Trucks & SUVs

The Chevy Luv Was a Loveable Little Truck That Was Actually Made by Izusu

A big pickup truck has imposing looks, a huge payload, and massive towing capacity. It takes on all the hard jobs and polishes them off without difficulty.

But let’s take a moment or two to praise the mini-truck, which gained popularity in the ’70s. Like its bigger counterpart, it got the job done but also somehow looked cute at the same time.

One of the most beloved mini-trucks was the Chevy Luv. People tend to believe that this truck was an original design by Chevrolet, but the Luv was actually made by Isuzu. Here’s the story of this endearing little truck with some background information from TheFastLaneTruck.com.

A brief history of the Chevy Luv

Japanese-made compact trucks became available to U.S. buyers in the late ’50s, but their popularity only began to grow in the early ’70s – especially on the West Coast.

The Chevrolet LUV (Light Utility Vehicle) – also known as the Chevy Luv – was one of these trucks. This fuel-sipper debuted in 1972, a year before the 1973 oil crisis. Chevrolet claimed that gas mileage for the Luv was 24 mpg city and 34 mpg highway, according to Hemmings.com.

This little truck was actually a rebadged Isuzu Faster pickup. But from its introduction until 1982, nearly a half a million buyers didn’t mind that their truck wasn’t a real Chevy. 

The Chevy Luv was configured just like other trucks at the time but in miniature. It had a 102.4-inch wheelbase and was built on a ladder frame. A big surprise about the Luv was that it had a 6-foot bed, despite its mini size. The net payload for the truck was 1,125 pounds. It also had unequal-length A-arms suspension in the front and a solid rear axle on leaf springs in the back.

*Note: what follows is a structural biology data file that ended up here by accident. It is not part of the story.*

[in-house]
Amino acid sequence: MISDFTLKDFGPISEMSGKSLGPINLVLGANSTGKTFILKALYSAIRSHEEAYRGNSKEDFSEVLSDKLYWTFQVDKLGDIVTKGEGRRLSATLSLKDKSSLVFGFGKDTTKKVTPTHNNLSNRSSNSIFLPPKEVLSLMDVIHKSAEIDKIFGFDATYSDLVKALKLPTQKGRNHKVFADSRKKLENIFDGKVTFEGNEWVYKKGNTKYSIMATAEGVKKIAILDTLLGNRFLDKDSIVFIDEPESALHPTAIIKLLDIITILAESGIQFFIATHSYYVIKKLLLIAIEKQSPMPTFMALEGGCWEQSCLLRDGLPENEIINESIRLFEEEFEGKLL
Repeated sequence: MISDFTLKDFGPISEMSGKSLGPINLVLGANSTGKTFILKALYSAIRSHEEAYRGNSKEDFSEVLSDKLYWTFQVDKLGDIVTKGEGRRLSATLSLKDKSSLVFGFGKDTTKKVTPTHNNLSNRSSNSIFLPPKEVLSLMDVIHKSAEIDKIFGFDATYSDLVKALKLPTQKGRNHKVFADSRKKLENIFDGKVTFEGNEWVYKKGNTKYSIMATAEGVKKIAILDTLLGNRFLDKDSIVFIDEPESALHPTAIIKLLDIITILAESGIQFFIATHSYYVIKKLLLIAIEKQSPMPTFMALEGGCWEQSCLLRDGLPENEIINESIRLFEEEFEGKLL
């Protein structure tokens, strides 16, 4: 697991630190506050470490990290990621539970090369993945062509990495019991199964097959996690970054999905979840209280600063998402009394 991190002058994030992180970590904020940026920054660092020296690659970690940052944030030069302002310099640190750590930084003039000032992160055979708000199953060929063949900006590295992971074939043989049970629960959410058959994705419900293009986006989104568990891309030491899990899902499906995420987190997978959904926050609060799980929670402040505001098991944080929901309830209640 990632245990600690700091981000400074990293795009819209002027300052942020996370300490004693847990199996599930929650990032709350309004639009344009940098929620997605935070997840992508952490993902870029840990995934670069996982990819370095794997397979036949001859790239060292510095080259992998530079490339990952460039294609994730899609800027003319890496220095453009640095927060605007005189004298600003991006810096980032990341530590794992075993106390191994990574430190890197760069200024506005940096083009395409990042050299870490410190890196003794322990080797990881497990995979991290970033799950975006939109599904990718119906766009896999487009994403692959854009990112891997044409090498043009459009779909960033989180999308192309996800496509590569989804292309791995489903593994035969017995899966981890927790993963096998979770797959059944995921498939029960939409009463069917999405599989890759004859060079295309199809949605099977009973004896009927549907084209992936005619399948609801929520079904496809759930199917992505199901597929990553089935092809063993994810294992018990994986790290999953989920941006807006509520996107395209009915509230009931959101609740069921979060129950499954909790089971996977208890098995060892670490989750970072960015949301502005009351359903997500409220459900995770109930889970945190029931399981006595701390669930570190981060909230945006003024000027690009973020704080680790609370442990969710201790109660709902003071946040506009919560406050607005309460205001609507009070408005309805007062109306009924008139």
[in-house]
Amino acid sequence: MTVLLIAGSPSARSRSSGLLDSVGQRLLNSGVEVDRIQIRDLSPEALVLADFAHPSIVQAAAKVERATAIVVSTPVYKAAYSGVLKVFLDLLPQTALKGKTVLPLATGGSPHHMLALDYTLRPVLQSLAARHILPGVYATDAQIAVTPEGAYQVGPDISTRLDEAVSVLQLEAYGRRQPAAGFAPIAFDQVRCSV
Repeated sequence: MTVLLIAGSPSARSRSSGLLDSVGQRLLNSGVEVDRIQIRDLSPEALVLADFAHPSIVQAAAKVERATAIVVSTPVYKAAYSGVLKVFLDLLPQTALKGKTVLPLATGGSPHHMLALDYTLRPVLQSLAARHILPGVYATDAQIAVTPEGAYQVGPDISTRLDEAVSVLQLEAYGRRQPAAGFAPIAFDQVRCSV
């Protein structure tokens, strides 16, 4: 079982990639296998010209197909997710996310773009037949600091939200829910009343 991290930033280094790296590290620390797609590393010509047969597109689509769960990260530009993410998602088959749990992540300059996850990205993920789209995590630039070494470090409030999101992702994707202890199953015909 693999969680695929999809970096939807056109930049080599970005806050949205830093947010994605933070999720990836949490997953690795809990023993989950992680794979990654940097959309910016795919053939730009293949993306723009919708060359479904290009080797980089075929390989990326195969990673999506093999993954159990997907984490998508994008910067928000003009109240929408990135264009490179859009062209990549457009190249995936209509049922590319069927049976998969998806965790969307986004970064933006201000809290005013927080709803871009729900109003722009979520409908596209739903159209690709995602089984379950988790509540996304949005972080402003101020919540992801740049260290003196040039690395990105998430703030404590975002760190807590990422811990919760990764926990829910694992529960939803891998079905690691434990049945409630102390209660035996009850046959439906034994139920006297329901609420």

Just one engine choice was available: a 1.8-liter SOHC inline four-cylinder engine that made 75 hp and 88 lb-ft of torque. It was paired with a four-speed manual transmission that only controlled the rear axle. A recirculating ball steering system and front and rear drum brakes were other features on the truck.

The Chevy Luv’s evolution

In the early years following the Chevy Luv’s introduction, Chevy made a few minor increases in power and capacity. Buyers also liked the addition of the Mikado trim upgrades. But the most significant advancements were Chevy’s offering a three-speed automatic transmission in 1976, larger bed options in 1978, and four-wheel drive in 1979.

The last option was a huge leap forward because it made the Luv one of only a few small 4X4 trucks with independent suspension. As a result, the Luv was at the top of its class in off-road performance characteristics, and sales for the little truck that year peaked at over 100,000.

Despite these upgrades, the Chevy Luv was still sluggish. It offered no crew cab option and lagged behind Datsun and Nissan mini-trucks in popularity. Rivals such as Dodge/Mitsubishi, Ford/Mazda, and even Chevy’s partner Isuzu were on the verge of making moves that would threaten the Luv’s following. 

In 1980 Chevy released the second generation of the Luv. This version sported a matte, aerodynamic sheet metal skin. But with the slightly boosted 80-hp 1.8-liter inline-four or the available 2.2-liter engine that made only 58 hp, the Luv still literally lagged behind the competition.

Buyer response to the little truck dwindled in the very early ’80s. Finally, in 1982, the Chevy S10 took the place of the Luv.

The company that actually made the truck

Meanwhile, Isuzu was building its own pickup truck fan base in the U.S., including the P’up. The P’up was actually another version of the Isuzu Faster with the same engine options as the Luv. The Japanese automaker was selling the P’up in the States at the same time Chevy was selling the Luv. 

Isuzu continued to make the truck but started using the Chevy S10 platform and rebadged it as the Hombre in 1996. In 2002, the Hombre was discontinued in the U.S.

Today, small truck fans appreciate the attractiveness of the first-generation Chevy Luv. Some of them discovered that the puny 1.8-liter engine could be swapped out relatively easily for a Chevy small-block 5.7-liter V8. This exchange transformed the unassuming Luv into an amazing drag racer. 

Will there ever be a comeback for compact trucks? It’s hard to tell. But since compact SUVs have recently gained popularity, it’s entirely possible that the market still has room for mini-trucks—we can hope so, at least.